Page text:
A new armed attack on several vehicles in central Mozambique on Sunday killed two people and seriously injured four others, including two children, witnesses and officials said on Monday.
The incident took place on a rural road in the interior of Manica province, where an armed group strafed a column of vehicles circulating in Dombe, on regional road 260, which connects districts to the south of the region. in capital, Chimoio, counted the survivors.
The armed group entered the road where the vehicles were traveling and ordered them to stop. Among the cars there was a passenger car and an open van also used to transport people.
The group opened fire when the drivers disobeyed the stop signal.
“The intention was to stop the car, but I tried everything to get out of the place,” Charles Mussimua, one of the injured, driver of the passenger car leading the column told Lusa, adding that several other people were also injured.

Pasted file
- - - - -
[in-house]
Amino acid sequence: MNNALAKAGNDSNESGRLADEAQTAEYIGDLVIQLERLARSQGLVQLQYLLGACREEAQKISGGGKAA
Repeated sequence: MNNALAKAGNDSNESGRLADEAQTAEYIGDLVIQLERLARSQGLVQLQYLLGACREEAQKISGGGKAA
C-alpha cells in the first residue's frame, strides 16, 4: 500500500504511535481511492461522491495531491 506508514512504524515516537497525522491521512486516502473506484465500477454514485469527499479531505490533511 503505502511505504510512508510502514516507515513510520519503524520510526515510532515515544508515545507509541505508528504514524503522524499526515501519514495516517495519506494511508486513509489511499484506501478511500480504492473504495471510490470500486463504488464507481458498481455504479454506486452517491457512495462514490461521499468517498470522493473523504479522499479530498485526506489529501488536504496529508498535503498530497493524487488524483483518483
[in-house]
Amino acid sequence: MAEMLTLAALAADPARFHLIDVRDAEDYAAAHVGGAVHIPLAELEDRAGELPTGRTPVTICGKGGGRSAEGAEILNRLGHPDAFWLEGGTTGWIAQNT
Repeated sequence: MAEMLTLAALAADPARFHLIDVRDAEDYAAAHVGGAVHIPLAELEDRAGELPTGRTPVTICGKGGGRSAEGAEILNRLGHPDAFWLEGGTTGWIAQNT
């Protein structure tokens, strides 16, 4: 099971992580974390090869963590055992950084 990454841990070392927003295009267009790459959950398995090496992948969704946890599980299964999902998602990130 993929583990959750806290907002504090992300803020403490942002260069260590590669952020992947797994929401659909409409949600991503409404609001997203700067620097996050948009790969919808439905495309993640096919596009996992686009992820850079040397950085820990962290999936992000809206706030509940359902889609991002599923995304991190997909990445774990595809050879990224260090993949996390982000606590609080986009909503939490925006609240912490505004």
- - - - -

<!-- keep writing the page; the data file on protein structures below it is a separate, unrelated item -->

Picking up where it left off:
Speaking to Lusa, Adelino Fernandes, a surgeon at Chimoio Provincial Hospital, said that of the four gunshot victims who had been admitted to this health unit, two children were still in serious clinical condition.
Due to the severity of the injuries, a minor was transferred today to Beira Central Hospital, and another remains in intensive care at Chimoio Provincial Hospital, ”the doctor said, adding that one of the two adult patients was discharged from the hospital.
Police of the Republic of Mozambique (PRM) in Manica, who confirmed the incident, suspect that the attack was carried out again by guerrillas from the self-proclaimed military junta Renamo, a splinter group of the larger opposition party .
The new attack occurred southwest of Mutunduri, an area along National Route 1 (EN1), Mozambique’s main highway, with a history of armed attacks, and not far from where a Vietnamese national was beheaded in April.
The attacks follow other attacks on roads and settlements in the provinces of Manica and Sofala, where dissident guerrillas from the Mozambican National Resistance (Renamo), led by Mariano Nhongo, of the self-proclaimed military junta.